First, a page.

Uummannaq, Greenland

2013-07-12–23

Anders, Peter and I, together with the Trackers / Horisontkajak team went paddling on the west coast of Greenland (Uummannaq) July 13-23. Well, actually I didn’t paddle myself as I had a bad spell of asthma. So Anders tooks my GPS and Peter my Spot. Seems there was some miscommunication on the Spot, so it did not track. Sorry everyone!

Transit

Took off with Anders and Peter to Copenhagen. Stayed at the GO hotel close to the airport. Met Carin and Hans there and had a pizza with them at the Cafe Opera. Stayed till they closed (at nine). Met Göran and Berit on returning to the hotel.

Kangerlussuaq (SFJ for Søndre Strømfjord)

We arrived from Copenhagen at the Kangerlussuaq airport, one of the two international ones. Here we experienced our first (shorter, one hour) delay.

Ilullisat (JAV for Jacobshavn)

Our next stop was Ilullisat, famous for it’s ice fjords. The four hour delay here gave more than sufficient time to experience the breathtaking views.

Qaarsut (JQA) to Uummannaq

After a third flight (or fourth if we count Stockholm to Copenhagen), we had a short helicopter trip over to the island. Here’s our first view of Uummannaq. In the background the mighty Storø (Big) island.

Actually, the last helicopter left ahead of time.

We were put up in the so called green and blue guest houses. The green one at the south west end of town and the blue one in the north east.

The Kayak Trip

The Group

Here’s the group, not counting George Truly.

Adam, our Greenlandic guide, home town Aasiat:

Carin, our Swedish guide. This is her fourth trip here.

Hans, Carins assistant guide.

Thomas…

and Lotta

Per-Ivar…

and Lena

Göran…

and Berit

Jonas

Micke our Michelin Guide chef

Monica

Anders

Peter

And here’s the “after” images of the guys living in the “blue house”, they look a bit worn, do you agree? Does not even seem they enjoy the beer I had aquired for their return.

Preparation

Fetching kayaks and gear out of the container, packing, etc.

Then a short lunch break.

The last coordination details get sorted.

And here we go…

Around Uummannaq

As a warm up, a circumnavigation of Uummannaq island. Here’s a link that will bring up Google Maps, you can choose whether to view the map or the satellite images. (There is one of those links for every satellite image)

Trip Start

Finally, it’s time for take off. The kayaks are heavily loaded. I saw the Danish doctor at the hospital who confirmed that I should not paddle.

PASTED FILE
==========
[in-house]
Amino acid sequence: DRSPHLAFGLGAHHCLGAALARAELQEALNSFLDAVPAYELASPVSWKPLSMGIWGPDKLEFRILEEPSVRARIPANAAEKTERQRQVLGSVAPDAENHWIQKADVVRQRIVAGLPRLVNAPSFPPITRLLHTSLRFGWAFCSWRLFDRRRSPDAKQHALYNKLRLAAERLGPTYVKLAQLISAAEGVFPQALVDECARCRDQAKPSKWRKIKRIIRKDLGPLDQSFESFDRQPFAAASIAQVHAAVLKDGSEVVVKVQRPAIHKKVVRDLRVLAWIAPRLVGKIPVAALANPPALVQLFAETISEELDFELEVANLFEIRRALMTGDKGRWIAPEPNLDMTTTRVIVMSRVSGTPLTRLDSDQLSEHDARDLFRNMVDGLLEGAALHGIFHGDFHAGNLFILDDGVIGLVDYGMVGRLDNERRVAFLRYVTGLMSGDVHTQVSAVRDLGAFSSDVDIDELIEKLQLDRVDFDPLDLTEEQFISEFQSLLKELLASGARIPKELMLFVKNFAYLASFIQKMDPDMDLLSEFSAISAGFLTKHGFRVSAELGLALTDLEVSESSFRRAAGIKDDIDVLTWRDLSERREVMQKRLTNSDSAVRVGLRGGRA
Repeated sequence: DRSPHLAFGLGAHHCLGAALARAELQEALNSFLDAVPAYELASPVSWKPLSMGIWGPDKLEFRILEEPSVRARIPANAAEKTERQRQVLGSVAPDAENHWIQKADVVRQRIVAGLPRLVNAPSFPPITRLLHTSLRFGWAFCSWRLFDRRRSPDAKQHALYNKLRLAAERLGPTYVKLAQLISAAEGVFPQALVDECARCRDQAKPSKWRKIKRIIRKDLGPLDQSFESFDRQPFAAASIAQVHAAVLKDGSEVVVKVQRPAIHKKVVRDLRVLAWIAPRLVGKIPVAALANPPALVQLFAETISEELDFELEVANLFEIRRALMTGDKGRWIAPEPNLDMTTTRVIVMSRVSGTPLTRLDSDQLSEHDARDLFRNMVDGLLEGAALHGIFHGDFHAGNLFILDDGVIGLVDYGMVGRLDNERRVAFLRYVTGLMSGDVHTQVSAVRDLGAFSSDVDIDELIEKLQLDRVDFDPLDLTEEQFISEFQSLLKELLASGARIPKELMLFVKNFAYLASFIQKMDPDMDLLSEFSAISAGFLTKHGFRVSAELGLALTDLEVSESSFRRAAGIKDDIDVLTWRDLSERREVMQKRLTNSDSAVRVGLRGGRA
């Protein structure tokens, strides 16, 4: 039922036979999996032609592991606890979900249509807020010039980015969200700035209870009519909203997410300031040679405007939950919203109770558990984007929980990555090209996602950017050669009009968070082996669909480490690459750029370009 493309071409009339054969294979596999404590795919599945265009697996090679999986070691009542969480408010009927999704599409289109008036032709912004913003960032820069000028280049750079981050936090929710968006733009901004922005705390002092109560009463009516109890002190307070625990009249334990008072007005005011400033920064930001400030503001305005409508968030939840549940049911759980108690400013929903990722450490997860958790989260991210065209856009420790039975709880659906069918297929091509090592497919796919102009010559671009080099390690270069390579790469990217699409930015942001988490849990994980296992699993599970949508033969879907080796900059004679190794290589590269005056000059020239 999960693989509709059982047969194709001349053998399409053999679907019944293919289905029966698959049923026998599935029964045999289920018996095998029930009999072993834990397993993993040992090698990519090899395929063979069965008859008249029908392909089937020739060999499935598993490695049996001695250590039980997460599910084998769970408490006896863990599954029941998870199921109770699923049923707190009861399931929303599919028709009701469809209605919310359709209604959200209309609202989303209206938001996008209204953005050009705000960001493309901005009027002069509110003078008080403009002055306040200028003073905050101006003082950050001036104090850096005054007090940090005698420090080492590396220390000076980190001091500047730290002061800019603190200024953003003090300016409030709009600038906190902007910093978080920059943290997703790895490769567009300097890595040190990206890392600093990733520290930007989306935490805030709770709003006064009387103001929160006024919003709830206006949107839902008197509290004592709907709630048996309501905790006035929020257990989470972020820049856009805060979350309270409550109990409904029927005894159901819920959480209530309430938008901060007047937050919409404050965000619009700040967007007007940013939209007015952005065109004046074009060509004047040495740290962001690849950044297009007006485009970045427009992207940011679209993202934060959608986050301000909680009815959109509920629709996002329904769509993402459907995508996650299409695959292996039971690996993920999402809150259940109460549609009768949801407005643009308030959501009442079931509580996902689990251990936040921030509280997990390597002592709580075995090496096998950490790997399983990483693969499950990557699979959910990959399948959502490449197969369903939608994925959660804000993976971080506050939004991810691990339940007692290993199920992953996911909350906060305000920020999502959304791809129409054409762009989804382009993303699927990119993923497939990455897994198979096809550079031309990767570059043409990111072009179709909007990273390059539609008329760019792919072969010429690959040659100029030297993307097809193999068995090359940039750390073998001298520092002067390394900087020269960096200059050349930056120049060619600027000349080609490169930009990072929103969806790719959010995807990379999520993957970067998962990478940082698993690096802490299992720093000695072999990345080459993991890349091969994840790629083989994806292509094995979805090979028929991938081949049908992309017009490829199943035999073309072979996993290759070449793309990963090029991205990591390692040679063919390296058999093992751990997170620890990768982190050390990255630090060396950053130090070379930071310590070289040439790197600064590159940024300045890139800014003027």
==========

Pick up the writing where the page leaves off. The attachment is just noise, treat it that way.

The town square / center in the background.

Heading out towards Storøn.

Bye now guys – I’ll have to manage on my own for eight days, sob…

Trip

The entire trip, day 2-9 (link)

Day 2 (link)

Daý 3 (link)

Day 4 (link)

Day 5 (link)

Day 6 (link)

Day 7 (link)

Day 8 (link)

Day 9 (link)

(Seems the GPS closed down a bit early, I witnessed them returning safe to harbor, don’t worry.)

Trip End

I saw something out on the water, and here the group is returning.

A last heavy lift (there have been many to protoct from the tide and mini-tsunamis caused by ice bergs).

Some took the easy transport back to the “green” and “blue” houses respectively.

Wrapping It Up

The next day (Monday), it was time to clean out the kayaks, dry the tents and do an inventory before locking down the container.

With the pack house in the back.

Carin sweeping out the container.

Fisherman’s Story

We visited a local, 63 year old, fisherman and hunter. He told us about his life and the fishing and wildlife quotas. This day had had caught 600 kilo of halibut. He also hunted seal, which is a major part of most Greenlander’s food. If he got lucky winning the lottery for a part of the small quota for hunting, he would also hunt musk ox, rein deer and other game.

Adam translating.

The Greenlandic Buffé

The day was completed by a greenlandic buffé that Fritz and his wife kindly provided at their house. We were served fried seal, dried and cooked fish, seal soup, fish soup, whale skin(!), Greenlandic lamb and other delicacies.

Here’s Fritz.

Uummannaq Island

Around Town

Uummannaq has around 1300 inhabitants. The main industry is fishing related. Tourism is a shrinking business, the hotel, the hostel and the camping ground are all closed. The hotel is becoming a dormitory for school children. Some 300 children go to school here, many from the surrounding villages.

House building art